Viewpoints | Oct 31,2020
November 21 , 2020
By Eden Sahle ( Eden Sahle is founder and CEO of Yada Technology Plc. She has studied law with a focus on international economic law. She can be reached at firstname.lastname@example.org. )
It is our sad reality that every generation in Ethiopia sees armed conflict, however justifiable those that engage in it believe it to be. If there is an immediate reason to why we remain divided, poor and uneducated, this is it. In my family, as in many others, this has been the case for three generations.
Around the early years of the Dergue, the Marxist-Leninist leaning military junta that ruled Ethiopia with an iron fist for 17 years, my parents were happily married young newlyweds. They lived through the Red Terror, which wiped out the crème de la crème of that era's youth, and then the Ethio-Somalia War. This is not to forget the civil war that was raging in the country throughout the entirety of the Dergue'stime in power.
It was a horrific time for them to witness. They saw bodies of the young on the streets almost daily. They lost family members, friends and neighbours. They lived each day trying to forget the last and dreading what may come the next. The unspeakable horrors were too much for anyone to withstand, let alone for children who have not yet developed the strength to weather the ordeal of warfare. There still is a deeply traumatic memory attached to that time. Anyone that lived through them doubtlessly remembers.
It was with this reason that my parents decided not to start a family. They felt guilty to bring us into a country that could not offer hope or was not even ready to protect us.
Toward the end of that war, they believed it was safe enough. When the Derguefinally fell, it seemed that a new light had dawned. In reality, only the battle lines had moved. Before the millennium was over, Ethiopia was at it again. Another war, this time with the newly independent state of Eritrea. Once again, more devastation, loss of lives and economic ruin. By the end, my parents found one another on the other side of the Mereb River, never to see each other until relations were normalised between the two countries two years ago.
We hoped that would be enough. But now, it is my generation’s turn. Even my two-year-old nephew has now technically lived through armed conflict. His mother and father now live with fear of what the day may bring for their children. Instability, panic and conflict are what bind the generations now.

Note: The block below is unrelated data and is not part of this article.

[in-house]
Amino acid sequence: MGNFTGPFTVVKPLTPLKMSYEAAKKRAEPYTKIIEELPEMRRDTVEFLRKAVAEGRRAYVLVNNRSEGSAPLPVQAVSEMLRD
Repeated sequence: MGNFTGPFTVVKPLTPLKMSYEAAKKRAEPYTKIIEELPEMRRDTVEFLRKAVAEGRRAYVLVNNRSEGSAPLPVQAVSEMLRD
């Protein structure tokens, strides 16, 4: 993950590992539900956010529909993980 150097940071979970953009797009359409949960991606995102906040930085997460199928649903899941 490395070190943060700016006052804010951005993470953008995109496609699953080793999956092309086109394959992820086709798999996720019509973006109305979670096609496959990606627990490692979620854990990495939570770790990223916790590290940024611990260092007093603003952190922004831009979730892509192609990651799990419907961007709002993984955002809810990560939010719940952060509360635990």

This new danger is the engagement in conflict between the forces of the federal and Tigray regional governments. We saw what unraveled over the past two years as an inevitability. We are now paying witness to a conflict we hope does not get any worse. Once again, our country is the talk of the world, making global headlines for armed violence and the attack on innocent civilians by armed groups.
Just like preceding generations, violence is leading us into anguish, harming those with low incomes the most. Hatred is entrenching itself deep into our hearts, damaging yet another generation.
Ethiopian history is proof that the psychological impact of armed conflicts is profound on the public. It is leading the nation into a vicious cycle of conflict, in which the next generation struggles to rebuild peaceful societies following the trauma of violence.
This lethal mindset will continue to eat away our hope in our country's future and darkens the light for our collective advancement as people in one multi-culturally diverse nation.
It is a wonder how much lost opportunity, how much tarnished potential there needs to be before we learn to settle our differences amicably and focus on pulling people out of poverty. How long before we notice that such violence keeps making us poorer and a weaker society.
When antagonism becomes our default state, there will not just be economic havoc, but higher levels of criminality and political and social unrest. We will continue to hunger for peace, harmony and development in our stubbornly volatile country.
Ethiopia can thrive if its government acts now to divert their ambition and enthusiasm from armed conflict to build and unite our divided nation. It is never too late to address problems. What is needed is a comprehensive policy agenda and political will to address the political, cultural and economic needs of the majority of Ethiopians that remain destitute and on the margins.
The rule of law must reign supreme, and leaders must learn to compromise to address their differences. The action of Ethiopian governments to address this will be the single most important factor determining whether the next generation becomes lucky enough to grow up in a country that has not seen conflict ever again.
PUBLISHED ON Nov 21,2020 [ VOL 21 , NO 1073]
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